Plato — R.M. Hare
Writing short introductions to classic philosophers are hard. This book tries, but falls a bit short as a true introduction.
Plato, the first documented, Western philosopher set the pace for 25 centuries of philosophy. This book explains the culture and setting where Plato developed his philosophy, and their interrelation. It also touches on the main aspects of his philosophy as well as you could possibly expect in a short book of around 100 pages. But I do have two issues with this book.
Firstly, as a reader you need to bring your a-game. There are quite a few names and concepts thrown at you. I assume that people who pick up this book know very little about philosophy so this seems like a mismatch. Secondly; it does not help that most of the language is highly academic (note, I did read a Dutch translation). Two or three chapters were decisively easier to read than the rest of the book, because the language was completely different.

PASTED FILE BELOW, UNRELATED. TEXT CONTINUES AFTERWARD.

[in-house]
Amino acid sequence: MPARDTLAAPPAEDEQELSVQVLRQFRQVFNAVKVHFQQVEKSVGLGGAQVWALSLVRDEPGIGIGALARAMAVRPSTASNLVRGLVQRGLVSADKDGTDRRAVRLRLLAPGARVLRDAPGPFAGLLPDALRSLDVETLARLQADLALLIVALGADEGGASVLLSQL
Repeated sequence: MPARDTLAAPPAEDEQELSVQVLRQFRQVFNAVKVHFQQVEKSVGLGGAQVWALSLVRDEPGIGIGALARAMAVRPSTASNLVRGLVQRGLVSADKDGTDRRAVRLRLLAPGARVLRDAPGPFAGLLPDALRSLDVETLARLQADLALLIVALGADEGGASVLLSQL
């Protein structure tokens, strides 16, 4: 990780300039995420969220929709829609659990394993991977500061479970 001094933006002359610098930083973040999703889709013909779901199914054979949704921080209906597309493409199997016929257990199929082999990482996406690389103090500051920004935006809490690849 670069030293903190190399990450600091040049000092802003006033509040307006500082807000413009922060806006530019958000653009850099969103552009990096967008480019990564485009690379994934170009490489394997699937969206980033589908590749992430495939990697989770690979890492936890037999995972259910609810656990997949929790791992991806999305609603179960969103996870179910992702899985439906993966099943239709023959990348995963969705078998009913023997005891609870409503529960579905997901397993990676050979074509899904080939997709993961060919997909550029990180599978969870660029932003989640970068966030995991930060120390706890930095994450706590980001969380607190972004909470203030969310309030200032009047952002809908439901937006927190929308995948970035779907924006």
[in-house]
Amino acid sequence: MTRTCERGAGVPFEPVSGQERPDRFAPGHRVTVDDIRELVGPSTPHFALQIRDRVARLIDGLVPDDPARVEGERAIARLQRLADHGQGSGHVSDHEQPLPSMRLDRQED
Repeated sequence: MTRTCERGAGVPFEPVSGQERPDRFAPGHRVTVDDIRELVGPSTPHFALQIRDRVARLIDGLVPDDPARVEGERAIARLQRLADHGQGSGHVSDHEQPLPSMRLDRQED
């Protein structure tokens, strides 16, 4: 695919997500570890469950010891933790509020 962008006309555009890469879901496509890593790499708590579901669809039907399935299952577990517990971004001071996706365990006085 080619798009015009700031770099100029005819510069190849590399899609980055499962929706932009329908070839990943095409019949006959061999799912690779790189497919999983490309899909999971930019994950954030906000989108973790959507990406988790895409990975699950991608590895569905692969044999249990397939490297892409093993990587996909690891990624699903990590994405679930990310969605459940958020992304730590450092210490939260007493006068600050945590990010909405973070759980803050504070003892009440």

So even if I picked up a few things I would not suggest this book as an introduction to Plato. (Reasons are similar to the Kierkegaard book.) In 2019, if you need an introduction I would suggest you read the Wikipedia page. It’s clearer in language and structure than this book from 1983. I expect somewhere there must be easier introductions to philosophy, geared towards true novices. If not, consider it an untapped market (or maybe we have it already and it’s called Wikipedia).
Originally published at Jan van den Berg.